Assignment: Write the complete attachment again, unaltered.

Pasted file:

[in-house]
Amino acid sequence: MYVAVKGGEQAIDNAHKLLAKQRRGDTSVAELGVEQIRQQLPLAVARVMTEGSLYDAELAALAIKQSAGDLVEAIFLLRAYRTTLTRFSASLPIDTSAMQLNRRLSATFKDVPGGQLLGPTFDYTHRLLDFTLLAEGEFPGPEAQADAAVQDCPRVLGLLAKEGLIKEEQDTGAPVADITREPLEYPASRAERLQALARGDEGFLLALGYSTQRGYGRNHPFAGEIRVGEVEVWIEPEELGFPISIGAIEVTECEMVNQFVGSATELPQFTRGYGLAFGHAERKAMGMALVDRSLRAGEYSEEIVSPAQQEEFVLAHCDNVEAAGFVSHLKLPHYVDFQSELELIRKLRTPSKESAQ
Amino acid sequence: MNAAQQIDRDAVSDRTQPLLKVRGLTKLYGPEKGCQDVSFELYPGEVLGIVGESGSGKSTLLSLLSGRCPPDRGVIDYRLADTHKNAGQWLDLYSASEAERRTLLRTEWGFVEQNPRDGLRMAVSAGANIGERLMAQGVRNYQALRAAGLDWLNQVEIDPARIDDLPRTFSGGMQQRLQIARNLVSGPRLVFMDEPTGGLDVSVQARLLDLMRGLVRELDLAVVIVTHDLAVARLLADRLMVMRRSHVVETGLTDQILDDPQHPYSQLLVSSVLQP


[in-house]
Amino acid sequence: MYVAVKGGEQAIDNAHKLLAKQRRGDTSVAELGVEQIRQQLPLAVARVMTEGSLYDAELAALAIKQSAGDLVEAIFLLRAYRTTLTRFSASLPIDTSAMQLNRRLSATFKDVPGGQLLGPTFDYTHRLLDFTLLAEGEFPGPEAQADAAVQDCPRVLGLLAKEGLIKEEQDTGAPVADITREPLEYPASRAERLQALARGDEGFLLALGYSTQRGYGRNHPFAGEIRVGEVEVWIEPEELGFPISIGAIEVTECEMVNQFVGSATELPQFTRGYGLAFGHAERKAMGMALVDRSLRAGEYSEEIVSPAQQEEFVLAHCDNVEAAGFVSHLKLPHYVDFQSELELIRKLRTPSKESAQ
Amino acid sequence: MNAAQQIDRDAVSDRTQPLLKVRGLTKLYGPEKGCQDVSFELYPGEVLGIVGESGSGKSTLLSLLSGRCPPDRGVIDYRLADTHKNAGQWLDLYSASEAERRTLLRTEWGFVEQNPRDGLRMAVSAGANIGERLMAQGVRNYQALRAAGLDWLNQVEIDPARIDDLPRTFSGGMQQRLQIARNLVSGPRLVFMDEPTGGLDVSVQARLLDLMRGLVRELDLAVVIVTHDLAVARLLADRLMVMRRSHVVETGLTDQILDDPQHPYSQLLVSSVLQP